Mr. Winnick: Does not the hon. Gentleman agree that it appears that the three main parties, including his, were involved in the matter going to a tribunal? If, for example, his party—clearly not him—was really against the proposal on travel expenses any more than
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the Labour or Conservative parties, it would have been extremely unlikely that the matter would have got as far as a tribunal.

Norman Baker: I hear what the hon. Gentleman says, although I do not want to go into the make-up of the House of Commons Commission. I listened to his sensible speech with interest and I endorsed it. I am not here to make party political points because the issue is much too serious for that. This is about the reputation of the whole House of Commons, not individual Members.

Simon Hughes: Let me deal with the intervention made by the hon. Member for Walsall, North (Mr. Winnick). I have held conversations with colleagues who were involved in the process. The House of Commons Commission is made up of Mr. Speaker, as Chairman, the Leader of the House, a Member nominated by the Leader of the Opposition and three Members appointed by the House. I have talked to my hon. Friend the Member for North Devon (Nick Harvey) about the matter and I understand that the Commission was advised that it would be wise to test the existing law so that the current position could be determined. Today’s debate is timely because in the light of the decision, we now clearly know the current position.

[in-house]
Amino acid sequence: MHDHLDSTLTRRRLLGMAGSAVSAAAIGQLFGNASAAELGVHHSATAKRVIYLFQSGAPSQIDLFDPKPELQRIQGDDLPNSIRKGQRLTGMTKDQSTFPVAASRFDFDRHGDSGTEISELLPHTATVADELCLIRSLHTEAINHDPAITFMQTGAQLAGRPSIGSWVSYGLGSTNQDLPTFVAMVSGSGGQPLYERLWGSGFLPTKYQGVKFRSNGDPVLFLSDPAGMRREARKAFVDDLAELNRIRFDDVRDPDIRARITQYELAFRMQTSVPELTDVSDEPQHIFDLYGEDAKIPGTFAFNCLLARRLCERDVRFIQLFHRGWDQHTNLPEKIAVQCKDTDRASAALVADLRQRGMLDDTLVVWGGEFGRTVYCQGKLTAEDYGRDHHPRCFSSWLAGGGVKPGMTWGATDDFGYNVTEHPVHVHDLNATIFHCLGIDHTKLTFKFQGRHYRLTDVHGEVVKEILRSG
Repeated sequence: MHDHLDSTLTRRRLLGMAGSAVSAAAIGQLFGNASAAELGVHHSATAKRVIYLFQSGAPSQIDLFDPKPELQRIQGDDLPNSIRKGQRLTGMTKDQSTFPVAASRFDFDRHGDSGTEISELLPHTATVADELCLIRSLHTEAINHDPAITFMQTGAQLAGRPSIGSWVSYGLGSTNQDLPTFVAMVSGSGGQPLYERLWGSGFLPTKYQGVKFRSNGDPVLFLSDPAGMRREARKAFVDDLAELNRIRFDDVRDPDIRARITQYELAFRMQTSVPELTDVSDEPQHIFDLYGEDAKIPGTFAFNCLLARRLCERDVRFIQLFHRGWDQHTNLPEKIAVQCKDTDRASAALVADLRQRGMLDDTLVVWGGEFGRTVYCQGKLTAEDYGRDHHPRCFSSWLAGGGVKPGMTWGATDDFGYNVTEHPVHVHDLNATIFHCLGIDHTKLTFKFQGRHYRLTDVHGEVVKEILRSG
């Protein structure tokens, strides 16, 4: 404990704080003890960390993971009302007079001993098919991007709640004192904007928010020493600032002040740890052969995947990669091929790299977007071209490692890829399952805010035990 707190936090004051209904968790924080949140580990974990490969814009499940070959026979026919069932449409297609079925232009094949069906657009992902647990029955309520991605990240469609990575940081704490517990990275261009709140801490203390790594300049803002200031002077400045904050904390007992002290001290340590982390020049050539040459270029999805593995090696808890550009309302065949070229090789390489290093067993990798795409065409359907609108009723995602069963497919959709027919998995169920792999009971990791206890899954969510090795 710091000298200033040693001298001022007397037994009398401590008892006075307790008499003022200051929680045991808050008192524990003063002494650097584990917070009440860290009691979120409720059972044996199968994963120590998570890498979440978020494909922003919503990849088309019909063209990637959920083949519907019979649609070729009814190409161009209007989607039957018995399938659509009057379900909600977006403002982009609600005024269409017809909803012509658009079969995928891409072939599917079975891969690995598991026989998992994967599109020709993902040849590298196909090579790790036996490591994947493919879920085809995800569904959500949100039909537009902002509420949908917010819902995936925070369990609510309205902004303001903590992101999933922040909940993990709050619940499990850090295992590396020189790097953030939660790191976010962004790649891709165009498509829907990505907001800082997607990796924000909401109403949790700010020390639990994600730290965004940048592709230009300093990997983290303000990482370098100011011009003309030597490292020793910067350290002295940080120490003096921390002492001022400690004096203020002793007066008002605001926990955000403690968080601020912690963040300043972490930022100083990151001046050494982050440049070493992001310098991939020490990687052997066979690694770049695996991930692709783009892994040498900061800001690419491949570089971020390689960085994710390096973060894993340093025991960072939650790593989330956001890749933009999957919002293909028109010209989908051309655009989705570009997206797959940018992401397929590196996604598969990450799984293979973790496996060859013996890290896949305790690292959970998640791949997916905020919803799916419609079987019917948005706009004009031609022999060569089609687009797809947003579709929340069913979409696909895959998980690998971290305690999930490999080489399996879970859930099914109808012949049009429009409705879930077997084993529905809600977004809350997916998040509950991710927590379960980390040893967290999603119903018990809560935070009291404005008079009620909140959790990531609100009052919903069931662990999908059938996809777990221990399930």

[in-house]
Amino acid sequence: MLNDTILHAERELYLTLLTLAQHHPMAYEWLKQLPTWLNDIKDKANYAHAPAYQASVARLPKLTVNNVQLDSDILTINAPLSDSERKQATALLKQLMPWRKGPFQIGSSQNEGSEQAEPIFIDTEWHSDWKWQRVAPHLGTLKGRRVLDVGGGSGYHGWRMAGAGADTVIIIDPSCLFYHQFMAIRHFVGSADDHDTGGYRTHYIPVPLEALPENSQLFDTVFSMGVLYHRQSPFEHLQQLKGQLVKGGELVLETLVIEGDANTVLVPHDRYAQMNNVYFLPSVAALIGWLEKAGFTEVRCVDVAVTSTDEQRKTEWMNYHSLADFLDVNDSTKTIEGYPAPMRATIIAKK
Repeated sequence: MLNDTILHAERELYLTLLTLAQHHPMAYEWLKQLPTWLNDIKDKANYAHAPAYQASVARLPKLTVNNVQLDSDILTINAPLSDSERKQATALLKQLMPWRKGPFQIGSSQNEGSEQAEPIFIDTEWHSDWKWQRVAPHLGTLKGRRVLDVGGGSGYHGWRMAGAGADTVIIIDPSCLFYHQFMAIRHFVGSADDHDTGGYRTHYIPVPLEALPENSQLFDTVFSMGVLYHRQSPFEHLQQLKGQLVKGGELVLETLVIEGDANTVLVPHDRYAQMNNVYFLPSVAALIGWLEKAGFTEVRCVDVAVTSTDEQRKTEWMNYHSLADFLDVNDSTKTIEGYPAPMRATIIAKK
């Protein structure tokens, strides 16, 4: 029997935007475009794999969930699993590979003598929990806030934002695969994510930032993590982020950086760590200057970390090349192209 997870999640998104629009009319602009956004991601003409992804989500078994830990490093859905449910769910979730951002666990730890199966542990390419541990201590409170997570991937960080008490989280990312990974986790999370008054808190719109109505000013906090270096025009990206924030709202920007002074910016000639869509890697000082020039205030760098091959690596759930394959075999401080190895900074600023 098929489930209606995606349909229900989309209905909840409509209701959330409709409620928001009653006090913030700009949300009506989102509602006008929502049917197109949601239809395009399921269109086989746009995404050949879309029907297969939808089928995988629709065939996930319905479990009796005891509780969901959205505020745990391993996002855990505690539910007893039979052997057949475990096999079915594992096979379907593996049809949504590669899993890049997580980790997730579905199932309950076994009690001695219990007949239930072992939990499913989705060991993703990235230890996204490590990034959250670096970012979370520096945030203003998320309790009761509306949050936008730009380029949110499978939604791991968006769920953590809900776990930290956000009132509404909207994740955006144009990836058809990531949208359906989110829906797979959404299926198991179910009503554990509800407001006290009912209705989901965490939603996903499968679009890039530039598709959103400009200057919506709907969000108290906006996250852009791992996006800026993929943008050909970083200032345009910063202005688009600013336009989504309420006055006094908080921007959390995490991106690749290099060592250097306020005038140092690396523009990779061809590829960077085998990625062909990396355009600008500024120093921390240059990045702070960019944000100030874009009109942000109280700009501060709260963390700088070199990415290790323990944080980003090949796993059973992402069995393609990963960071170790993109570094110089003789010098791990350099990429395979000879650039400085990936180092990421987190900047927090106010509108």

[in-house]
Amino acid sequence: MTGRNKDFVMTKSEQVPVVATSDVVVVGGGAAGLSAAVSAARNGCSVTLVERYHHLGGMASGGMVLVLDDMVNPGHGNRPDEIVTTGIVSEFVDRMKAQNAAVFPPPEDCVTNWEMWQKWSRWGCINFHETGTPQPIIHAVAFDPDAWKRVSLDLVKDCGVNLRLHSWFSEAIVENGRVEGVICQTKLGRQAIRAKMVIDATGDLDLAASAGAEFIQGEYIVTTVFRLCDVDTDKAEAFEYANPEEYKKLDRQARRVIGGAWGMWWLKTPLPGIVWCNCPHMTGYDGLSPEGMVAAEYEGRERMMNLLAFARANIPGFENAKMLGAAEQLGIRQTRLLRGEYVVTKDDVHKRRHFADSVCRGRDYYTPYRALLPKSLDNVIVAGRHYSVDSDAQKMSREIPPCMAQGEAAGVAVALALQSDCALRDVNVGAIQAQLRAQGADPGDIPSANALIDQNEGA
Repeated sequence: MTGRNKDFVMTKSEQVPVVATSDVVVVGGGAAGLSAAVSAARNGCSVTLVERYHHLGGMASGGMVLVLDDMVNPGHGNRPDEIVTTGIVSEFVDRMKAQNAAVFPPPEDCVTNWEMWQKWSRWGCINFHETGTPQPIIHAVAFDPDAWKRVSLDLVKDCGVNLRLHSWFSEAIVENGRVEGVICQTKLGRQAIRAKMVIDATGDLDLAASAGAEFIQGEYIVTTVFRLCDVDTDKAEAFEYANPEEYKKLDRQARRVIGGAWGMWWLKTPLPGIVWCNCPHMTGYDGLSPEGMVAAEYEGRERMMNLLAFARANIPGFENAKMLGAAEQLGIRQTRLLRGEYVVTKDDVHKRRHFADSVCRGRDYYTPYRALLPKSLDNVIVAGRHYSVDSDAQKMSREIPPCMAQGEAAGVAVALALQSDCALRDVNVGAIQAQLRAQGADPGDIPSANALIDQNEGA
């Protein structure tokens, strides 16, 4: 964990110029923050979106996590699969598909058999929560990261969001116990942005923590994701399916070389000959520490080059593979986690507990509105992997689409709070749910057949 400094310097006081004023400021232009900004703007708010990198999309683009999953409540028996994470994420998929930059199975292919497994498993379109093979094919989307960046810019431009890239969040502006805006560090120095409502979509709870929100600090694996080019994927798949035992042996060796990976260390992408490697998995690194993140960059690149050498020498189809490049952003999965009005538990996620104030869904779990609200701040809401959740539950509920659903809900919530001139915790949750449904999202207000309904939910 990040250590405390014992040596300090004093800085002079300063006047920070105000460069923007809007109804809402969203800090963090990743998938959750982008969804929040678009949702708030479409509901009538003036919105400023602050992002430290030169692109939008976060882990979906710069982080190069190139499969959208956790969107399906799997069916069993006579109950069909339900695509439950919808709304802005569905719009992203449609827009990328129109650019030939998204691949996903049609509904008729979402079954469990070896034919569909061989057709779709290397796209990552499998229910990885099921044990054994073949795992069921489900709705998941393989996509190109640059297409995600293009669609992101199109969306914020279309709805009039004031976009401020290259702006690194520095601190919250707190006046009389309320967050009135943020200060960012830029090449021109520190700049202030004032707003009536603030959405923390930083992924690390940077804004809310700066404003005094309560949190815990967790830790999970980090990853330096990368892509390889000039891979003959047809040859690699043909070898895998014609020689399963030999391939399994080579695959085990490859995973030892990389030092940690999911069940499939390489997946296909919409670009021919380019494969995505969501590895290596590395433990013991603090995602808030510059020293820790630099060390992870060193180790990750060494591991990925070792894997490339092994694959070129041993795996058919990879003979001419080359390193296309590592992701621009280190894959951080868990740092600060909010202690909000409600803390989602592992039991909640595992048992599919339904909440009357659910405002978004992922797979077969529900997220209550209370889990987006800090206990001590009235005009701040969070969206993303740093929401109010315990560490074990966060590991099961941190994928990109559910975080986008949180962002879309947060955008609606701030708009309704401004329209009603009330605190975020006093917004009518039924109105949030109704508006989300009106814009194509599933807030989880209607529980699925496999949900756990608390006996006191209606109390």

Norman Baker: I am grateful to my hon. Friend for his intervention, which has helpfully clarified matters.

The tribunal’s decision is key to this matter. It was reached following an analysis of three things: the Freedom of Information Act 2000; the Data Protection Act 1998; and the possible impact of the request for information. By carrying out that analysis and giving the matter due consideration, it provided an answer on what the appropriate scheme for the House of Commons would be. However, the tribunal’s decision would be overturned by this private Member’s Bill. We have had two detailed considerations of the way in which the House of Commons and House of Lords should be treated under freedom of information legislation, and they are in line with what the situation would be if amendment No. 1 were accepted.

The two Houses should be consistently regarded as public authorities under the legislation and subject to the same requirements as other public authorities. That was the view that was carefully reached by the 1998 Select Committee to which I briefly referred, and it is also the view of the Information Commissioner. If hon. Members want a third opinion, it is also the position of the information tribunal. All three have examined the matter carefully and concluded that the House of Commons and House of Lords should be subject to the Freedom of Information Act 2000. The only argument against that conclusion is this Bill, which was not defended on Second Reading and received minimal scrutiny in Committee. If we were to pass the Bill without the benefits of amendments Nos. 9 or 1, we would be overturning the considered judgment of people in senior positions whom we have asked to consider the matter. With due respect to the right hon. Member for Penrith and The Border, we would be replacing that judgment with the opinion of someone who has not been asked to consider the